- Monero is a blockchain that makes the movement of crypto private by disguising transaction details
- Privacy may be back on the agenda as XMR has surged 27% since the end of January
With increasing awareness of privacy protection, anonymous cryptocurrency has also stepped back into the limelight.
Anonymous cryptocurrency is not a new concept. The earliest anonymous coin was Bytecoin, which was based on the now-dormant CryptoNote protocol. However, Bytecoin was not successful because of a controversy. The Bytecoin blockchain supposedly began in 2012, during which developers pre-mined 80% of all Bytecoin supply. This was problematic because a. The CryptoNote whitepaper was only published in 2013; b. An unknown individual or group of people was controlling a vast majority of what was supposed to be a decentralized coin.
Lack of confidence caused Bytecoin to fail. Then Monero (XMR) launched as a hard fork of Bytecoin. A hard fork is a radical upgrade to a network’s protocol that can make previous transactions and blocks either valid or invalid. Today, XMR is considered one of the top anonymous coins.
So how does Monero keep transactions anonymous?
Image credit: Monero
Monero employs a ring signature technology where it mixes the digital signature of a user with the signatures of other users to obscure transaction data. The transaction is then recorded on the blockchain.
As shown in the image above, when users are arranged in a ring, the status of each user in the ring appears to be equal to one another. In this case, it is difficult to guess who the signer is. If User 5 sends XMR to User 1 and sets 6 obfuscated transactions, the network will automatically generate 6 digital signatures. In addition to the one sent from User 5 to User 1, the other 5 signatures are used to disguise the actual signer.
The default number of signatures is currently set at +10 signatures for each transaction.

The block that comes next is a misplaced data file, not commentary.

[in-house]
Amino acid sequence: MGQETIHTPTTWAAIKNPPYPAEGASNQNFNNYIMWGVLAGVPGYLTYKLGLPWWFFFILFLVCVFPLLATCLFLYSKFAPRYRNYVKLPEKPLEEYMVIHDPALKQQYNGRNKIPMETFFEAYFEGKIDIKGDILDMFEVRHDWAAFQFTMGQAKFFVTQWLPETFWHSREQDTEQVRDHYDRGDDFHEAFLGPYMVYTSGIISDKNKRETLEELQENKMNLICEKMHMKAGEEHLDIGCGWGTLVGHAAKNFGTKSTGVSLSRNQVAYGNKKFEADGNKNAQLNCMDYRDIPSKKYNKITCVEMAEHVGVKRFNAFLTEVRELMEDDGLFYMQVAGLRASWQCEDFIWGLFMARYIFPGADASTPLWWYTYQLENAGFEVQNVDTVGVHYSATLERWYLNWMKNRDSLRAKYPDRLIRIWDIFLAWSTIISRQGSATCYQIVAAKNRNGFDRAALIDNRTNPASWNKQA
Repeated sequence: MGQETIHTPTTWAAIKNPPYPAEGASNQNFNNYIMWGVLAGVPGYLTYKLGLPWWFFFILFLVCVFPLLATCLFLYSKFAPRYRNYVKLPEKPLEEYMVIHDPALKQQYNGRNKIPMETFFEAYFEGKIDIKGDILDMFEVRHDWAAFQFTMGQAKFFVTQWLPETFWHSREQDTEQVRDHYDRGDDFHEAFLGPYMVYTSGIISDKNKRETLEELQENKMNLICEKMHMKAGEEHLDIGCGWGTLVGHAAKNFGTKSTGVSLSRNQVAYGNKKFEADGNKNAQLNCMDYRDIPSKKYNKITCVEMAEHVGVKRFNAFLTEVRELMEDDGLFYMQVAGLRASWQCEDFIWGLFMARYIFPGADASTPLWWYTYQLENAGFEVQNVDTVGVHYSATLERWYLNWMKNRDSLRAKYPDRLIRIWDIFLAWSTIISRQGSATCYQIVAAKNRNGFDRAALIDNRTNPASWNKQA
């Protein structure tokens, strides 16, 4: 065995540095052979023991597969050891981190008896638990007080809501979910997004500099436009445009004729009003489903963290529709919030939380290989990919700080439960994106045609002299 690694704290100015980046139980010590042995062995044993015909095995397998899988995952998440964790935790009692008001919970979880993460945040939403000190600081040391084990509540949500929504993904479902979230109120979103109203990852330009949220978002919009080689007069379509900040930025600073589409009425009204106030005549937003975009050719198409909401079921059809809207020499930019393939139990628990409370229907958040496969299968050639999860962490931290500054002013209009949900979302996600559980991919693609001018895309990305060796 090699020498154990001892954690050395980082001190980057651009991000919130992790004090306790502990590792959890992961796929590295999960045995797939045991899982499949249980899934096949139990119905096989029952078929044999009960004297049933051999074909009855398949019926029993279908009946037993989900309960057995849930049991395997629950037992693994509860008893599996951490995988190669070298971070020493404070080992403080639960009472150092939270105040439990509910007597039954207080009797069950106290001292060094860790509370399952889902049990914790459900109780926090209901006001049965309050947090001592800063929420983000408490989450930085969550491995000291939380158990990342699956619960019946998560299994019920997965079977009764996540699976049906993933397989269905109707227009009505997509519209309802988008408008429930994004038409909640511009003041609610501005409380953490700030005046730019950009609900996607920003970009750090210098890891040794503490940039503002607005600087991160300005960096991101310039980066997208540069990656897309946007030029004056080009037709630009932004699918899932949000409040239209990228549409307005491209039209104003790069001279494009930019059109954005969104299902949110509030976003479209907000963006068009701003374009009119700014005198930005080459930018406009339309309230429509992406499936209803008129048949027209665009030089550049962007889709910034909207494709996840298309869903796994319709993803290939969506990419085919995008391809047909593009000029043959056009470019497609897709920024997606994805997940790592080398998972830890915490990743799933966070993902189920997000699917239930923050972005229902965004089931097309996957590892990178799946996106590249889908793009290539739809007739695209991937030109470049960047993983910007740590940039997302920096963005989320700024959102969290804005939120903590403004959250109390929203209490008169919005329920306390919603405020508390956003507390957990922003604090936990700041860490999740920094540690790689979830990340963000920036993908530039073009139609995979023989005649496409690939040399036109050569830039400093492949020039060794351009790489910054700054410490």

Ring Confidential Transactions (RingCT)
Using the same example, when User 5 makes a transfer to User 1, the transaction will utilize RingCT, a mandatory feature to hide transaction amounts on Monero.
In Ring CT, the actual transaction amount is disguised by using random numbers and revealing just enough information for miners to confirm the transaction.
The purpose of stealth addresses is to break the association between sender and receiver addresses. Whenever the sender initiates a transfer, funds will not be sent directly to the recipient's address, but to an address temporarily generated by the system.
When User 5 transfers XMR to User 1, User 5’s wallet uses User 1’s public view key and public send key to generate a one-time public key to receive the XMR. Anyone can see this public key but only User 5 and User 1 know the transaction details.
User 1 can verify the transaction went through by using his private key to search the blockchain. This whole process occurs without having both users’ wallets publicly linked to the transaction.
Monero’s surge in popularity
Even as the wider crypto market sees a downturn, privacy-focused tokens have surged. XMR itself has gained over 27% to its value since the end of January.
Regulatory crackdown on crypto exchanges and recent global sanctions may have pushed crypto traders to utilize privacy protocols to prevent assets from being frozen or seized.
This ties in with potential risks of using Monero. While Monero may be suitable for those looking for a more private trading experience, anonymous transactions sound too good to be true and naturally lead us to wonder about the possibility of using Monero for dark-web transactions.
On one hand, while transactions can be obscured and made anonymous, surrounding contextual information could potentially be utilized to trace transaction data. Thus, it is difficult to achieve 100% privacy. On the other hand, too much privacy could lead to illicit activity that is hard to trace.
Privacy coins will always struggle with this catch-22. Regulation surrounding privacy coins will be a topic to watch in years to come.
The views expressed in this article are the author's alone and do not necessarily represent the views of ApolloX.
Risk Reminder: Crypto trading carries a risk. All trading activities are done at your discretion and at your own risk. The information here should not be regarded as financial or investment advice from ApolloX. ApolloX will not be liable for any loss that might arise from your use of any financial product.
The ApolloX app is available on Apple Store or Google Play here.